Would you describe yourself as an Upholder, a Questioner, a Rebel, or an Obliger?

I’m pretty strongly a Questioner. I love seeking out information from folks that are better versed in a topic than I am but I tend to run their advice or teaching through the following filter: Does it make sense? When I implement the recommendations, does the process work? I rarely, if ever, dismiss something out of hand, but I will stress-test the concept and see if it holds up to scrutiny. I’m also always looking for ways to improve upon the original teaching or advice.

Podcast 94: Don’t Treat Yourself, an Interview with Jonathan Fields, and Two Podcasts Recommendations.

It’s time for the next installment of  Happier with Gretchen Rubin.

Holidays are approaching! Want a Happier t-shirt? Email us if you want to get one. Or if you want to buy one of my books, journals, calendar, mug, etc., look here.

Try This at Home: Don’t treat yourself. We talked before in episode 9 about why you should treat yourself, and in Better Than Before, I have a whole chapter on how healthy treats can help us stick to our good habits — but the opposite of a profound truth is also true, so it’s also true that we shouldn’t treat ourselves.

If you’re curious to read more about loopholes, here’s a list of all ten categories of loopholes. I get the biggest kick out of the loopholes.

If you want to read more about the idea of making a planned exception, I discuss my friend’s “pie policy” here.

Happiness Hack: Clare suggests, “If you travel, put a work shoe in the safe, so you won’t leave the hotel without checking the safe.”

Interview: Jonathan Fields, author of How to Live a Good Life and the podcast Good Life Project. To take the quiz Jonathan mentions, go here.

I mention that I’ve launched an app, the Better app, to help people learn about the Four Tendencies — and also to help people form Accountability Groups (Obligers, I’m thinking about you!). Learn all about it here. Don’t know about the Four Tendencies — about whether you’re an Upholder, Questioner, Obliger, or Rebel? Learn about the framework and take the quiz here.

Gretchen’s Demerit: I dithered on an important decision.

Elizabeth’s Gold Star: Elizabeth recommends two podcasts: The Other F Word, where the “f word” here is “failure, and Short & Sweet, which is about “adulting.”

And once again, here’s the link to the Happier 911 playlist on Spotify.

If you want easy instructions about how to rate or review the podcast, look here.

Remember,  I’m doing weekly live videos on my Facebook Page to continue the conversation from the podcast — usually on Tuesdays at 3:00 pm ET. To join the conversation, check the schedule.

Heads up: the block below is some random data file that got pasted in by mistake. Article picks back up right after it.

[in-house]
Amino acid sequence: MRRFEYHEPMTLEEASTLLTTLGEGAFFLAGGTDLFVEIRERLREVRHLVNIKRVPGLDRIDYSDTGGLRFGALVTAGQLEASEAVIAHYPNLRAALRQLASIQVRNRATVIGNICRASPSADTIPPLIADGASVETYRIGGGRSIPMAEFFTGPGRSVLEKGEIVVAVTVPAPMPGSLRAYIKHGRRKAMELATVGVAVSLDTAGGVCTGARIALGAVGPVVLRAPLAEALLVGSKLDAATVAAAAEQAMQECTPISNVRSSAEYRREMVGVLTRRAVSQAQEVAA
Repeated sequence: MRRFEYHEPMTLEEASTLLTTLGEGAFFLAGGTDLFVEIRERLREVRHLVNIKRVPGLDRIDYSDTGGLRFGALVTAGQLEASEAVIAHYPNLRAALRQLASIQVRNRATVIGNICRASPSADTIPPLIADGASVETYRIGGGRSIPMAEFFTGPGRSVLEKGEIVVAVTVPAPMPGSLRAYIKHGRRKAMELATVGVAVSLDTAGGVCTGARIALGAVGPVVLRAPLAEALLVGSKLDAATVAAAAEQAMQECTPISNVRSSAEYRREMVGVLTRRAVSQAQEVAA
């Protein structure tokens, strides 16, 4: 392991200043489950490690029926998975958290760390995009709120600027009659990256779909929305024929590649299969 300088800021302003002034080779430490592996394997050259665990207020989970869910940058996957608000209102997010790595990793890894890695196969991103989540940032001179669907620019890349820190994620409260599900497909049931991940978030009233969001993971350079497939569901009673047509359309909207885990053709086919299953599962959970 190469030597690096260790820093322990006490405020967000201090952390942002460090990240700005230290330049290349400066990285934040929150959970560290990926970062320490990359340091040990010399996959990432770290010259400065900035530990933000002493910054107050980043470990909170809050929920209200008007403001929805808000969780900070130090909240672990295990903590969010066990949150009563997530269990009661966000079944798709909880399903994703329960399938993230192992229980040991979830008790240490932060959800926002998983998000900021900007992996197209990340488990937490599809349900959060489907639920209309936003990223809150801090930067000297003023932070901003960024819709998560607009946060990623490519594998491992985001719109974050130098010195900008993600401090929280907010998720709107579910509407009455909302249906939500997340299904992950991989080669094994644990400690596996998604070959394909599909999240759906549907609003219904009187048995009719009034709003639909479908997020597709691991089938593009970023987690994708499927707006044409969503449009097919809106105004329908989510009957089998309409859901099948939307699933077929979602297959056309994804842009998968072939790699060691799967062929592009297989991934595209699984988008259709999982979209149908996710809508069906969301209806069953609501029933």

As always, thanks to our terrific sponsors

Sign up for The Great Courses Plus today for access to thousands of fascinating lectures taught by top professors and experts in their fields. Special offer for our listeners: try it for free when you sign up at www.thegreatcoursesplus.com/happier.

Check out Stamps.com. Want to avoid trips to the post office, and buy and print official U.S. postage for any letter or package, right from your own computer and printer? Visit Stamps.com to sign up for a 4-week trial, plus a $110 bonus offer — just enter the promo code HAPPIER.

And check out Olive and Cocoa. Surprise someone you love with a meaningful gift today. Go to OliveandCocoa.com/happier to see gift options specifically chosen for our listeners.

1pix

1pix

1pixHappier with Gretchen Rubin - Podcast #94

We love hearing from listeners:

 

To sign up for my free monthly newsletter, text me at 66866 and enter the word (surprise) “happier.“ Or click here.

If you enjoyed the podcast, please tell your friends and give us a rating or review. Click here to tell your friends on Twitter.

Listeners really respect the views of other listeners, so your response helps people find good material. (Not sure how to review? Instructions here; scroll to the bottom.)

How to Subscribe

If you’re like me (until recently) you’re intrigued by podcasts, but you don’t know how to listen or subscribe. It’s very easy, really. Really.  To listen to more than one episode, and to have it all in a handier way, on your phone or tablet, it’s better to subscribe. Really, it’s easy.

Want to know what to expect from other episodes of the podcast, when you listen to the award-winning Happier with Gretchen Rubin?” We talk about how to build happier habits into everyday life, as we draw from cutting-edge science, ancient wisdom, lessons from pop culture—and our own experiences (and mistakes).  We’re sisters, so we don’t let each other get away with much.

HAPPIER listening!